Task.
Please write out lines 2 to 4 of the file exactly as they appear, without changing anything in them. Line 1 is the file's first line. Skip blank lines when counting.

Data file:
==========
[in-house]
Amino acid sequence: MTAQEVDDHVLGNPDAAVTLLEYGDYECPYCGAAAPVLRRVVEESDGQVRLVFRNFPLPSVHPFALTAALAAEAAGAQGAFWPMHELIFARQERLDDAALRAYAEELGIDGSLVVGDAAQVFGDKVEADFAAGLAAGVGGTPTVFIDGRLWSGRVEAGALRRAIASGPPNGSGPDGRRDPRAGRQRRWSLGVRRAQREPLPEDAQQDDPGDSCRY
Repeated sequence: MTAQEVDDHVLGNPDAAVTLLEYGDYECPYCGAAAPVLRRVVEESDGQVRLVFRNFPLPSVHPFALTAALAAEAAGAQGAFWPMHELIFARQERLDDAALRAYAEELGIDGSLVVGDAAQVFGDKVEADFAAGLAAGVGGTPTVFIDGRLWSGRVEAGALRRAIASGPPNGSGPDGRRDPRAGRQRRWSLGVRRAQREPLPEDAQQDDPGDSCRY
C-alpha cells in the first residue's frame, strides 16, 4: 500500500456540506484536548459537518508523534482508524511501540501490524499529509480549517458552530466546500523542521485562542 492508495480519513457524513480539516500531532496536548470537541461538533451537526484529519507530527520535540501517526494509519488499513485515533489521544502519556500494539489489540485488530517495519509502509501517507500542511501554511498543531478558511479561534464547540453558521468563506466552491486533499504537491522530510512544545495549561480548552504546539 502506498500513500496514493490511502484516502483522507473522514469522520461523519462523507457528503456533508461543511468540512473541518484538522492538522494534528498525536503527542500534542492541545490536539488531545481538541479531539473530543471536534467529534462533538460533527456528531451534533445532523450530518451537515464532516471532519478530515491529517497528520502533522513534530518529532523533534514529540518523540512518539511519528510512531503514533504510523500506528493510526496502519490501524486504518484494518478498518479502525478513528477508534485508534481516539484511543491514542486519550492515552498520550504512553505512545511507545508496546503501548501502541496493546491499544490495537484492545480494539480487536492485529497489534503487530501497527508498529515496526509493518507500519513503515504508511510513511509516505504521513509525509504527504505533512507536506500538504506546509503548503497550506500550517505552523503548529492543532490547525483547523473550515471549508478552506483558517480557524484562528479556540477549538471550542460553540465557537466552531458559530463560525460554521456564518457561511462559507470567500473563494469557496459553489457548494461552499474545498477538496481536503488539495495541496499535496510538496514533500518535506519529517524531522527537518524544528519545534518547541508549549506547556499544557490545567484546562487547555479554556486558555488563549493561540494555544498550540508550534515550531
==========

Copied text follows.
Amino acid sequence: MTAQEVDDHVLGNPDAAVTLLEYGDYECPYCGAAAPVLRRVVEESDGQVRLVFRNFPLPSVHPFALTAALAAEAAGAQGAFWPMHELIFARQERLDDAALRAYAEELGIDGSLVVGDAAQVFGDKVEADFAAGLAAGVGGTPTVFIDGRLWSGRVEAGALRRAIASGPPNGSGPDGRRDPRAGRQRRWSLGVRRAQREPLPEDAQQDDPGDSCRY
Repeated sequence: MTAQEVDDHVLGNPDAAVTLLEYGDYECPYCGAAAPVLRRVVEESDGQVRLVFRNFPLPSVHPFALTAALAAEAAGAQGAFWPMHELIFARQERLDDAALRAYAEELGIDGSLVVGDAAQVFGDKVEADFAAGLAAGVGGTPTVFIDGRLWSGRVEAGALRRAIASGPPNGSGPDGRRDPRAGRQRRWSLGVRRAQREPLPEDAQQDDPGDSCRY
C-alpha cells in the first residue's frame, strides 16, 4: 500500500456540506484536548459537518508523534482508524511501540501490524499529509480549517458552530466546500523542521485562542 492508495480519513457524513480539516500531532496536548470537541461538533451537526484529519507530527520535540501517526494509519488499513485515533489521544502519556500494539489489540485488530517495519509502509501517507500542511501554511498543531478558511479561534464547540453558521468563506466552491486533499504537491522530510512544545495549561480548552504546539 502506498500513500496514493490511502484516502483522507473522514469522520461523519462523507457528503456533508461543511468540512473541518484538522492538522494534528498525536503527542500534542492541545490536539488531545481538541479531539473530543471536534467529534462533538460533527456528531451534533445532523450530518451537515464532516471532519478530515491529517497528520502533522513534530518529532523533534514529540518523540512518539511519528510512531503514533504510523500506528493510526496502519490501524486504518484494518478498518479502525478513528477508534485508534481516539484511543491514542486519550492515552498520550504512553505512545511507545508496546503501548501502541496493546491499544490495537484492545480494539480487536492485529497489534503487530501497527508498529515496526509493518507500519513503515504508511510513511509516505504521513509525509504527504505533512507536506500538504506546509503548503497550506500550517505552523503548529492543532490547525483547523473550515471549508478552506483558517480557524484562528479556540477549538471550542460553540465557537466552531458559530463560525460554521456564518457561511462559507470567500473563494469557496459553489457548494461552499474545498477538496481536503488539495495541496499535496510538496514533500518535506519529517524531522527537518524544528519545534518547541508549549506547556499544557490545567484546562487547555479554556486558555488563549493561540494555544498550540508550534515550531